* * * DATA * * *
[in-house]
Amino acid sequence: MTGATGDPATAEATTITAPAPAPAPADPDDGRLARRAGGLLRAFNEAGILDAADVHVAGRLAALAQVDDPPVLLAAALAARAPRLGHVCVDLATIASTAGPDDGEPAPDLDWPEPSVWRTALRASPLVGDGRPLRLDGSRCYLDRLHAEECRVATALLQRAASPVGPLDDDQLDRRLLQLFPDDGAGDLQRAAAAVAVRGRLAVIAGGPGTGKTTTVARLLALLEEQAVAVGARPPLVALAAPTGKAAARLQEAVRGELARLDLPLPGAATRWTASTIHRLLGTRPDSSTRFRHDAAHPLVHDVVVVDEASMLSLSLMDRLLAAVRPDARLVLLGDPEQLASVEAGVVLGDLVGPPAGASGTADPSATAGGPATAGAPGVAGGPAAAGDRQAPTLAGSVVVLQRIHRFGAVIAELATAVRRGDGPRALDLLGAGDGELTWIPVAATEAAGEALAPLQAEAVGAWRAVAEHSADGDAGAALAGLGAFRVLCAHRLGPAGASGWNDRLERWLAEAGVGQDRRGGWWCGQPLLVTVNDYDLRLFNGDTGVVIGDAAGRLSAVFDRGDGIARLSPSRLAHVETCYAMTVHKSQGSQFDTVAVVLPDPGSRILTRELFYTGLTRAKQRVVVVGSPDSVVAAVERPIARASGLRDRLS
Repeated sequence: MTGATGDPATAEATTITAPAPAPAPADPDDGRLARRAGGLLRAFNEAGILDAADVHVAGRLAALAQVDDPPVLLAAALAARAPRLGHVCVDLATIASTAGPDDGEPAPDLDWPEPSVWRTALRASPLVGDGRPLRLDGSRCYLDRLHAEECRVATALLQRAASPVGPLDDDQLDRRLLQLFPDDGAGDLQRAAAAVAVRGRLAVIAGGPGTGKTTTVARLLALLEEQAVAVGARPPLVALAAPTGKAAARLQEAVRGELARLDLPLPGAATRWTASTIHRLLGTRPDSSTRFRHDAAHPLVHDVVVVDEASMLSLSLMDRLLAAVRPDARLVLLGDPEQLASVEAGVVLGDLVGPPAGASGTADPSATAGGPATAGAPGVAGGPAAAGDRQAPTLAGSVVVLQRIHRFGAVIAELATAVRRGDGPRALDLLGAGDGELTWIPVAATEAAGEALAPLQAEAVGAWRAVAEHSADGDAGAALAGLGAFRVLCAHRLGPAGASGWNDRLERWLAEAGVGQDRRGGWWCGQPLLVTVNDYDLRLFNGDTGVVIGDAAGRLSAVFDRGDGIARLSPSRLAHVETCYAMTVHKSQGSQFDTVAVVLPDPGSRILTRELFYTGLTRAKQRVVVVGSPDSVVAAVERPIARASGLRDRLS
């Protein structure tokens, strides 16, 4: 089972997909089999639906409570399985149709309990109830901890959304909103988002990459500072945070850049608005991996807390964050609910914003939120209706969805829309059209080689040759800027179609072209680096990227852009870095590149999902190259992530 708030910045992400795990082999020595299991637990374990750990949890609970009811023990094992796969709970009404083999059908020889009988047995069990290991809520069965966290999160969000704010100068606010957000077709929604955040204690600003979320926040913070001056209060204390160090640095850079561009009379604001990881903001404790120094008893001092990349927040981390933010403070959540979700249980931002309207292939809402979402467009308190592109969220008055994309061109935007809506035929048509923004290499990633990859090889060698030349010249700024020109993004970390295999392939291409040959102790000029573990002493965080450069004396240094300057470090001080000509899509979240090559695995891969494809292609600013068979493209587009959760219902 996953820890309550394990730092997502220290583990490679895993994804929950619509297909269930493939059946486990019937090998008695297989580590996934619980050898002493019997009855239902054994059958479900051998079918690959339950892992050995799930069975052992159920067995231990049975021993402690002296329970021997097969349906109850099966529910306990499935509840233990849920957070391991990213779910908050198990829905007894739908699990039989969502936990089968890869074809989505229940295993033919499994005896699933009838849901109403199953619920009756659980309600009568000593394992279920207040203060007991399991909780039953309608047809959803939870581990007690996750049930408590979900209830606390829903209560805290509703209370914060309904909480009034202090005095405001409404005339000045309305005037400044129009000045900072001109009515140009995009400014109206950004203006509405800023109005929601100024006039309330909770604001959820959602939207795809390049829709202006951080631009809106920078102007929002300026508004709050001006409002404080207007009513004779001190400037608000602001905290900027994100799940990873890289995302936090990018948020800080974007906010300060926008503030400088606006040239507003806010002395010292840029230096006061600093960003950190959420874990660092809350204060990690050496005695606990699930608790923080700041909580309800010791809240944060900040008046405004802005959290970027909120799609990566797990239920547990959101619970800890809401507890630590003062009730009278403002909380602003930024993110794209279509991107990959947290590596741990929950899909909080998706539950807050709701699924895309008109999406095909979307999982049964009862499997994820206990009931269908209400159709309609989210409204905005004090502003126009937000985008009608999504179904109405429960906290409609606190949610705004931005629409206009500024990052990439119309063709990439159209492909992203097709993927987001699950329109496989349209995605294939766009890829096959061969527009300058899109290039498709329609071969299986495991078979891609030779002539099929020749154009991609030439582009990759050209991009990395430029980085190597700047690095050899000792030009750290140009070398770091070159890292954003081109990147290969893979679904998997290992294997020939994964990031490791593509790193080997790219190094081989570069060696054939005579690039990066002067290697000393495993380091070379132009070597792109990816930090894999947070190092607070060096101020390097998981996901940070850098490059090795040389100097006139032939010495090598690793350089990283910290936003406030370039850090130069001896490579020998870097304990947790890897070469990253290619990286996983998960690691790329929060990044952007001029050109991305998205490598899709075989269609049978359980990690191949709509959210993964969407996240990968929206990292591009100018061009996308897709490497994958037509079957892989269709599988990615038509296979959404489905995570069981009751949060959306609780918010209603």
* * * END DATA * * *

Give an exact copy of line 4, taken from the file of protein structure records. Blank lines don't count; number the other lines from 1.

């Protein structure tokens, strides 16, 4: 089972997909089999639906409570399985149709309990109830901890959304909103988002990459500072945070850049608005991996807390964050609910914003939120209706969805829309059209080689040759800027179609072209680096990227852009870095590149999902190259992530 708030910045992400795990082999020595299991637990374990750990949890609970009811023990094992796969709970009404083999059908020889009988047995069990290991809520069965966290999160969000704010100068606010957000077709929604955040204690600003979320926040913070001056209060204390160090640095850079561009009379604001990881903001404790120094008893001092990349927040981390933010403070959540979700249980931002309207292939809402979402467009308190592109969220008055994309061109935007809506035929048509923004290499990633990859090889060698030349010249700024020109993004970390295999392939291409040959102790000029573990002493965080450069004396240094300057470090001080000509899509979240090559695995891969494809292609600013068979493209587009959760219902 996953820890309550394990730092997502220290583990490679895993994804929950619509297909269930493939059946486990019937090998008695297989580590996934619980050898002493019997009855239902054994059958479900051998079918690959339950892992050995799930069975052992159920067995231990049975021993402690002296329970021997097969349906109850099966529910306990499935509840233990849920957070391991990213779910908050198990829905007894739908699990039989969502936990089968890869074809989505229940295993033919499994005896699933009838849901109403199953619920009756659980309600009568000593394992279920207040203060007991399991909780039953309608047809959803939870581990007690996750049930408590979900209830606390829903209560805290509703209370914060309904909480009034202090005095405001409404005339000045309305005037400044129009000045900072001109009515140009995009400014109206950004203006509405800023109005929601100024006039309330909770604001959820959602939207795809390049829709202006951080631009809106920078102007929002300026508004709050001006409002404080207007009513004779001190400037608000602001905290900027994100799940990873890289995302936090990018948020800080974007906010300060926008503030400088606006040239507003806010002395010292840029230096006061600093960003950190959420874990660092809350204060990690050496005695606990699930608790923080700041909580309800010791809240944060900040008046405004802005959290970027909120799609990566797990239920547990959101619970800890809401507890630590003062009730009278403002909380602003930024993110794209279509991107990959947290590596741990929950899909909080998706539950807050709701699924895309008109999406095909979307999982049964009862499997994820206990009931269908209400159709309609989210409204905005004090502003126009937000985008009608999504179904109405429960906290409609606190949610705004931005629409206009500024990052990439119309063709990439159209492909992203097709993927987001699950329109496989349209995605294939766009890829096959061969527009300058899109290039498709329609071969299986495991078979891609030779002539099929020749154009991609030439582009990759050209991009990395430029980085190597700047690095050899000792030009750290140009070398770091070159890292954003081109990147290969893979679904998997290992294997020939994964990031490791593509790193080997790219190094081989570069060696054939005579690039990066002067290697000393495993380091070379132009070597792109990816930090894999947070190092607070060096101020390097998981996901940070850098490059090795040389100097006139032939010495090598690793350089990283910290936003406030370039850090130069001896490579020998870097304990947790890897070469990253290619990286996983998960690691790329929060990044952007001029050109991305998205490598899709075989269609049978359980990690191949709509959210993964969407996240990968929206990292591009100018061009996308897709490497994958037509079957892989269709599988990615038509296979959404489905995570069981009751949060959306609780918010209603």